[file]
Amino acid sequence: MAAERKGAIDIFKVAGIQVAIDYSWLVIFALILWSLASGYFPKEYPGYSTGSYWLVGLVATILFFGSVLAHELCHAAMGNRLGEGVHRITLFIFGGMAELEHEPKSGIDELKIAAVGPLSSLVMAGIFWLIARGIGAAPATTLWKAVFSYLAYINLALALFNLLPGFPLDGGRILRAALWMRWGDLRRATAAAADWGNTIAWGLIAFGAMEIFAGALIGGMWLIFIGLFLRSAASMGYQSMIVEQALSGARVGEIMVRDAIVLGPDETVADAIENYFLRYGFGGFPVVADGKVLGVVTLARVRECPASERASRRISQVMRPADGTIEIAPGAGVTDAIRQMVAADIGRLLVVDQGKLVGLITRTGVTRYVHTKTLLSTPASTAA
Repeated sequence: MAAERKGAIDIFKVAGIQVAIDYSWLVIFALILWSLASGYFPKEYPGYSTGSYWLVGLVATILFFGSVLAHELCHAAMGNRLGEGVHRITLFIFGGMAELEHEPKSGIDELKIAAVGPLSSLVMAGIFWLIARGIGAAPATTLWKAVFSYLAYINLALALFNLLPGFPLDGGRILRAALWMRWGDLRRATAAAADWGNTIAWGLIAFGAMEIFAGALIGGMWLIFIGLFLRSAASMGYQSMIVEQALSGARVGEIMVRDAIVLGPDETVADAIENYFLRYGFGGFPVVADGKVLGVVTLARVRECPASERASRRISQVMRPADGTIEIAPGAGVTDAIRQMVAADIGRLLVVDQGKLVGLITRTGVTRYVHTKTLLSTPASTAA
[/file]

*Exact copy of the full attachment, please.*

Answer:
Amino acid sequence: MAAERKGAIDIFKVAGIQVAIDYSWLVIFALILWSLASGYFPKEYPGYSTGSYWLVGLVATILFFGSVLAHELCHAAMGNRLGEGVHRITLFIFGGMAELEHEPKSGIDELKIAAVGPLSSLVMAGIFWLIARGIGAAPATTLWKAVFSYLAYINLALALFNLLPGFPLDGGRILRAALWMRWGDLRRATAAAADWGNTIAWGLIAFGAMEIFAGALIGGMWLIFIGLFLRSAASMGYQSMIVEQALSGARVGEIMVRDAIVLGPDETVADAIENYFLRYGFGGFPVVADGKVLGVVTLARVRECPASERASRRISQVMRPADGTIEIAPGAGVTDAIRQMVAADIGRLLVVDQGKLVGLITRTGVTRYVHTKTLLSTPASTAA
Repeated sequence: MAAERKGAIDIFKVAGIQVAIDYSWLVIFALILWSLASGYFPKEYPGYSTGSYWLVGLVATILFFGSVLAHELCHAAMGNRLGEGVHRITLFIFGGMAELEHEPKSGIDELKIAAVGPLSSLVMAGIFWLIARGIGAAPATTLWKAVFSYLAYINLALALFNLLPGFPLDGGRILRAALWMRWGDLRRATAAAADWGNTIAWGLIAFGAMEIFAGALIGGMWLIFIGLFLRSAASMGYQSMIVEQALSGARVGEIMVRDAIVLGPDETVADAIENYFLRYGFGGFPVVADGKVLGVVTLARVRECPASERASRRISQVMRPADGTIEIAPGAGVTDAIRQMVAADIGRLLVVDQGKLVGLITRTGVTRYVHTKTLLSTPASTAA